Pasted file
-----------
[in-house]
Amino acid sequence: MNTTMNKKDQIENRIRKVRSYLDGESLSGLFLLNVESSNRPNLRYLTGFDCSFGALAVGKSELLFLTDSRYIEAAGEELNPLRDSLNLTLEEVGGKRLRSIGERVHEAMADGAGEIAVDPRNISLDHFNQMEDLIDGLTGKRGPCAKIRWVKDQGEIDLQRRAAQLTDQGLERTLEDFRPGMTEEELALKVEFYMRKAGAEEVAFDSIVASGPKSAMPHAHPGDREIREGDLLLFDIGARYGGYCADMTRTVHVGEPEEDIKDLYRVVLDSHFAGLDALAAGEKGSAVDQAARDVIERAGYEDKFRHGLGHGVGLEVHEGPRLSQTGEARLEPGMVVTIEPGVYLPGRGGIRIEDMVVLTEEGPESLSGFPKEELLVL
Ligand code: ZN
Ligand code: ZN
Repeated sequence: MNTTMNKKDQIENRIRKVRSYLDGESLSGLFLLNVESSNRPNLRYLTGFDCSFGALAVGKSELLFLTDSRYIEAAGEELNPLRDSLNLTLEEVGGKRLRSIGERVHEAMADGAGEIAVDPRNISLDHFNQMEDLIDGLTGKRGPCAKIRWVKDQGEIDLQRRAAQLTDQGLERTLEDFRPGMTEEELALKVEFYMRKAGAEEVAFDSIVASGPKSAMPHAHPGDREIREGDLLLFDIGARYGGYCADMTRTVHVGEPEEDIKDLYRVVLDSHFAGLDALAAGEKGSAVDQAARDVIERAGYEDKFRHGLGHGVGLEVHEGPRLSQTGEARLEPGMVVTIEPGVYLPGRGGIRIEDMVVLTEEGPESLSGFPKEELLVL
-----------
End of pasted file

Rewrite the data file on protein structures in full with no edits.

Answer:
[in-house]
Amino acid sequence: MNTTMNKKDQIENRIRKVRSYLDGESLSGLFLLNVESSNRPNLRYLTGFDCSFGALAVGKSELLFLTDSRYIEAAGEELNPLRDSLNLTLEEVGGKRLRSIGERVHEAMADGAGEIAVDPRNISLDHFNQMEDLIDGLTGKRGPCAKIRWVKDQGEIDLQRRAAQLTDQGLERTLEDFRPGMTEEELALKVEFYMRKAGAEEVAFDSIVASGPKSAMPHAHPGDREIREGDLLLFDIGARYGGYCADMTRTVHVGEPEEDIKDLYRVVLDSHFAGLDALAAGEKGSAVDQAARDVIERAGYEDKFRHGLGHGVGLEVHEGPRLSQTGEARLEPGMVVTIEPGVYLPGRGGIRIEDMVVLTEEGPESLSGFPKEELLVL
Ligand code: ZN
Ligand code: ZN
Repeated sequence: MNTTMNKKDQIENRIRKVRSYLDGESLSGLFLLNVESSNRPNLRYLTGFDCSFGALAVGKSELLFLTDSRYIEAAGEELNPLRDSLNLTLEEVGGKRLRSIGERVHEAMADGAGEIAVDPRNISLDHFNQMEDLIDGLTGKRGPCAKIRWVKDQGEIDLQRRAAQLTDQGLERTLEDFRPGMTEEELALKVEFYMRKAGAEEVAFDSIVASGPKSAMPHAHPGDREIREGDLLLFDIGARYGGYCADMTRTVHVGEPEEDIKDLYRVVLDSHFAGLDALAAGEKGSAVDQAARDVIERAGYEDKFRHGLGHGVGLEVHEGPRLSQTGEARLEPGMVVTIEPGVYLPGRGGIRIEDMVVLTEEGPESLSGFPKEELLVL